Deaf Game Review – Assassin’s Creed II

Assassin's Creed II Deaf Accessibility
4 / 6 Reviewer
Pros
All dialogue is subtitled, very helpful visual cues
Cons
No speaker labels, opening cutscene isn't subtitled
Visual Representation of Dialogue
Visual Representation of Sound
Visual Cues
Controller Vibration

The second game in Ubisoft’s Assassin’s Creed series is a massive step up in Deaf/hoh accessibility, and not just because the first game had no subtitles and this one does. In AC2 the few things that did help with Deaf/hoh accessibility in the first game have been refined and are even more helpful.

Opening cutscene, Desmond with his hand on his forehead.

Unfortunately, the game opens with a cutscene that isn’t subtitled, so everything that could have caught Deaf/hoh players up on the story they missed in AC1, we still miss, once again due to the lack of subtitles.

Subtitle options menu

Fortunately that problem doesn’t persist and once you’re past the opening scene, you can toggle subtitles on prior to starting your game.

Ezio following an NPC through Florence streets.

While the subtitles are shown with a slightly darkened background, there are no speaker labels so it’s quite difficult to keep up with who is saying what.

Ezio fighting an enemy inside courtyard.

The visual cues are quite helpful (not that they have anything to do with sound but they help players keep on top of what’s happening and with whom. My favorite in this game was the handy little enemy health indicator, not displayed in the usual line style but in a group of dots that slowly empty out as you stab away at the enemy. I also found it helpful (because you can inadvertently stab and punch innocent people) that the people you’re supposed to be killing have a nice white glow to them. The eagle vision enemy color coding also reappears in AC2 and it’s just as helpful as it was in the first.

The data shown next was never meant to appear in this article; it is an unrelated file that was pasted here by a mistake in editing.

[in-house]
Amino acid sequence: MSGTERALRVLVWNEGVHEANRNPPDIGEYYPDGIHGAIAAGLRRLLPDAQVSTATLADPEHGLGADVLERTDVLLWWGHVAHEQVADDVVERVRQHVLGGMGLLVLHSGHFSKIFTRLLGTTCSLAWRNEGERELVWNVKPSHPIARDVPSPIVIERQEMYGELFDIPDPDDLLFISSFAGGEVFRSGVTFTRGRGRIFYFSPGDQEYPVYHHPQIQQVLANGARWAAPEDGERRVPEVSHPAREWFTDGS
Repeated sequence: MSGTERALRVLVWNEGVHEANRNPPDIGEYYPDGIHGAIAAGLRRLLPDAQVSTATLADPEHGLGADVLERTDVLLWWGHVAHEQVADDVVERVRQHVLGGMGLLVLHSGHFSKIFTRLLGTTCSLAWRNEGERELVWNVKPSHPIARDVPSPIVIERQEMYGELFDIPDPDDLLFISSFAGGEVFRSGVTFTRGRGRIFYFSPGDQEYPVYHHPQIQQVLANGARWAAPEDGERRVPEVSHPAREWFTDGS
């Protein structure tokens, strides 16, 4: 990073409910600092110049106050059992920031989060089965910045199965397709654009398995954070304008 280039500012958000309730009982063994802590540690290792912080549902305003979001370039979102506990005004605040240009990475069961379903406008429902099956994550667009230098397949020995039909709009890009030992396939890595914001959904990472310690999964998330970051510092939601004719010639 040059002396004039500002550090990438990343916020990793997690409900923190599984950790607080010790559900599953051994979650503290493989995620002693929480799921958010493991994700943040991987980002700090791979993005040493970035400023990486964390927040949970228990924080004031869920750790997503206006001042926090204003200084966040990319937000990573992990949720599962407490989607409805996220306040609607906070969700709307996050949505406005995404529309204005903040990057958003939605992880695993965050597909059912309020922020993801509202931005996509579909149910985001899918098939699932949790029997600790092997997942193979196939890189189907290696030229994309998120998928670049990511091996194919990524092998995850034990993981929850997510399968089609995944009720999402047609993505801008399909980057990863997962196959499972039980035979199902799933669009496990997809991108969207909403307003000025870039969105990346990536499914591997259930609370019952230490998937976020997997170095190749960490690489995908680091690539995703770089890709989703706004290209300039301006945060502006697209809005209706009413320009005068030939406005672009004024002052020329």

Ezio walking in a group, indicator shown on ground to show he has successfully blended.

Shown above is the visual indication that you have successfully blended with a crowd and therefore won’t be spotted by enemies. When an enemy does spot you though, there’s a very handy icon that fills in and changes color depending on their level of suspicion and whether you’re being pursued by them. It coincides with the enemy’s shouting at you, so the visual indication is necessary.

Lastly, as with the first game, the minimap and the icon next to your health meter will change in color as your level of suspicion changes and/or are actively being searched for or pursued.

All in all, thanks to the appearance of subtitles and the refining of visual cues, Assassin’s Creed II is far more Deaf/hoh friendly than its predecessor was.